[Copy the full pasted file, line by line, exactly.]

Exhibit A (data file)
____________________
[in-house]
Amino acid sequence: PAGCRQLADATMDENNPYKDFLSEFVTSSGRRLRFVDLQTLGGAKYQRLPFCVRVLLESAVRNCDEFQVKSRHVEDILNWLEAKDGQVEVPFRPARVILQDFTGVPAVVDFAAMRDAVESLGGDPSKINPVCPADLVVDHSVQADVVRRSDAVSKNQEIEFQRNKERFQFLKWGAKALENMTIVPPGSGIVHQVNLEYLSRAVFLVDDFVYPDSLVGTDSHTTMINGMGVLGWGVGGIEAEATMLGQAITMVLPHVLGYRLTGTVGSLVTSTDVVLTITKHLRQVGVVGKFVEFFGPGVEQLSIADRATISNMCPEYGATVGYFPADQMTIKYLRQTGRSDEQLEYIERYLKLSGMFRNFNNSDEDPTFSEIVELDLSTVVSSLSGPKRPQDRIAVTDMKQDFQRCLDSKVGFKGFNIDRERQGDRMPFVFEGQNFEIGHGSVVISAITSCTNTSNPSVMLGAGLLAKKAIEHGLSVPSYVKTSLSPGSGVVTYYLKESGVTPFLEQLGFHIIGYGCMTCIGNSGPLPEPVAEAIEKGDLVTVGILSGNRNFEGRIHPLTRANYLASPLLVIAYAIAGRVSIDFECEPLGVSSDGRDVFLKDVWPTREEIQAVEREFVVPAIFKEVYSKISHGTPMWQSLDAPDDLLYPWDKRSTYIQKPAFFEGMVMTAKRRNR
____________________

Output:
[in-house]
Amino acid sequence: PAGCRQLADATMDENNPYKDFLSEFVTSSGRRLRFVDLQTLGGAKYQRLPFCVRVLLESAVRNCDEFQVKSRHVEDILNWLEAKDGQVEVPFRPARVILQDFTGVPAVVDFAAMRDAVESLGGDPSKINPVCPADLVVDHSVQADVVRRSDAVSKNQEIEFQRNKERFQFLKWGAKALENMTIVPPGSGIVHQVNLEYLSRAVFLVDDFVYPDSLVGTDSHTTMINGMGVLGWGVGGIEAEATMLGQAITMVLPHVLGYRLTGTVGSLVTSTDVVLTITKHLRQVGVVGKFVEFFGPGVEQLSIADRATISNMCPEYGATVGYFPADQMTIKYLRQTGRSDEQLEYIERYLKLSGMFRNFNNSDEDPTFSEIVELDLSTVVSSLSGPKRPQDRIAVTDMKQDFQRCLDSKVGFKGFNIDRERQGDRMPFVFEGQNFEIGHGSVVISAITSCTNTSNPSVMLGAGLLAKKAIEHGLSVPSYVKTSLSPGSGVVTYYLKESGVTPFLEQLGFHIIGYGCMTCIGNSGPLPEPVAEAIEKGDLVTVGILSGNRNFEGRIHPLTRANYLASPLLVIAYAIAGRVSIDFECEPLGVSSDGRDVFLKDVWPTREEIQAVEREFVVPAIFKEVYSKISHGTPMWQSLDAPDDLLYPWDKRSTYIQKPAFFEGMVMTAKRRNR